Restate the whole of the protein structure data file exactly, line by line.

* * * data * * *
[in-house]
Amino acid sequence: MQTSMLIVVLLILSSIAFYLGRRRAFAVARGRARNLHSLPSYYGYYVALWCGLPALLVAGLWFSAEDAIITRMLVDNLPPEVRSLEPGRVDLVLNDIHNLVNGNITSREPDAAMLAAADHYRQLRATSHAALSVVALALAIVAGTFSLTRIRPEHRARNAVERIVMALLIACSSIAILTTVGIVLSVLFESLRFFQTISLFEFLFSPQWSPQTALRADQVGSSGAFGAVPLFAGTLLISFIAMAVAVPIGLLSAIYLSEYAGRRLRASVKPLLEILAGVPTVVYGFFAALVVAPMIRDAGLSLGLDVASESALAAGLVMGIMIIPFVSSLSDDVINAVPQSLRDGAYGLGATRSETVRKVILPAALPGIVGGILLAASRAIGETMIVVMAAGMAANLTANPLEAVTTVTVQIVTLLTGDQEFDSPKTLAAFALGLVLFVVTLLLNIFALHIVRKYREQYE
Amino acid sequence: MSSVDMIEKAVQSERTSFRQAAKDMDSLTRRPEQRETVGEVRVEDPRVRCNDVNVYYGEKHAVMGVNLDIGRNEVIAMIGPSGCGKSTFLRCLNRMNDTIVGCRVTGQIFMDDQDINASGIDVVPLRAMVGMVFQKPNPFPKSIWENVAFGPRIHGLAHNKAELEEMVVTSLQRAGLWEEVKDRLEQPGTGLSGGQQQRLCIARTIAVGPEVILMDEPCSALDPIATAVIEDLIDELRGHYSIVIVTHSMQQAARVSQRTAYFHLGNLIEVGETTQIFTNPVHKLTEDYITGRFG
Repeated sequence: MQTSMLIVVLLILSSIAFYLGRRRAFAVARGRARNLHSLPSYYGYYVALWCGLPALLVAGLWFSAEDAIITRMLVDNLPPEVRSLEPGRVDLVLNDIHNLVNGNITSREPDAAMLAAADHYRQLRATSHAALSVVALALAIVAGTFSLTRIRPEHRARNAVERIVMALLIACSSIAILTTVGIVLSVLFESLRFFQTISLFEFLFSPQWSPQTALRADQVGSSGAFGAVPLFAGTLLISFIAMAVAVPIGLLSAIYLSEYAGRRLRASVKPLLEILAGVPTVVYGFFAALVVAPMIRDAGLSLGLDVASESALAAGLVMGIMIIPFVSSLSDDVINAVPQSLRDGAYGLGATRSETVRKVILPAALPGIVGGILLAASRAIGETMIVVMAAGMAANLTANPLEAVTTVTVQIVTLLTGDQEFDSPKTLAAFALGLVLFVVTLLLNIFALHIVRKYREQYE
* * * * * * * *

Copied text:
[in-house]
Amino acid sequence: MQTSMLIVVLLILSSIAFYLGRRRAFAVARGRARNLHSLPSYYGYYVALWCGLPALLVAGLWFSAEDAIITRMLVDNLPPEVRSLEPGRVDLVLNDIHNLVNGNITSREPDAAMLAAADHYRQLRATSHAALSVVALALAIVAGTFSLTRIRPEHRARNAVERIVMALLIACSSIAILTTVGIVLSVLFESLRFFQTISLFEFLFSPQWSPQTALRADQVGSSGAFGAVPLFAGTLLISFIAMAVAVPIGLLSAIYLSEYAGRRLRASVKPLLEILAGVPTVVYGFFAALVVAPMIRDAGLSLGLDVASESALAAGLVMGIMIIPFVSSLSDDVINAVPQSLRDGAYGLGATRSETVRKVILPAALPGIVGGILLAASRAIGETMIVVMAAGMAANLTANPLEAVTTVTVQIVTLLTGDQEFDSPKTLAAFALGLVLFVVTLLLNIFALHIVRKYREQYE
Amino acid sequence: MSSVDMIEKAVQSERTSFRQAAKDMDSLTRRPEQRETVGEVRVEDPRVRCNDVNVYYGEKHAVMGVNLDIGRNEVIAMIGPSGCGKSTFLRCLNRMNDTIVGCRVTGQIFMDDQDINASGIDVVPLRAMVGMVFQKPNPFPKSIWENVAFGPRIHGLAHNKAELEEMVVTSLQRAGLWEEVKDRLEQPGTGLSGGQQQRLCIARTIAVGPEVILMDEPCSALDPIATAVIEDLIDELRGHYSIVIVTHSMQQAARVSQRTAYFHLGNLIEVGETTQIFTNPVHKLTEDYITGRFG
Repeated sequence: MQTSMLIVVLLILSSIAFYLGRRRAFAVARGRARNLHSLPSYYGYYVALWCGLPALLVAGLWFSAEDAIITRMLVDNLPPEVRSLEPGRVDLVLNDIHNLVNGNITSREPDAAMLAAADHYRQLRATSHAALSVVALALAIVAGTFSLTRIRPEHRARNAVERIVMALLIACSSIAILTTVGIVLSVLFESLRFFQTISLFEFLFSPQWSPQTALRADQVGSSGAFGAVPLFAGTLLISFIAMAVAVPIGLLSAIYLSEYAGRRLRASVKPLLEILAGVPTVVYGFFAALVVAPMIRDAGLSLGLDVASESALAAGLVMGIMIIPFVSSLSDDVINAVPQSLRDGAYGLGATRSETVRKVILPAALPGIVGGILLAASRAIGETMIVVMAAGMAANLTANPLEAVTTVTVQIVTLLTGDQEFDSPKTLAAFALGLVLFVVTLLLNIFALHIVRKYREQYE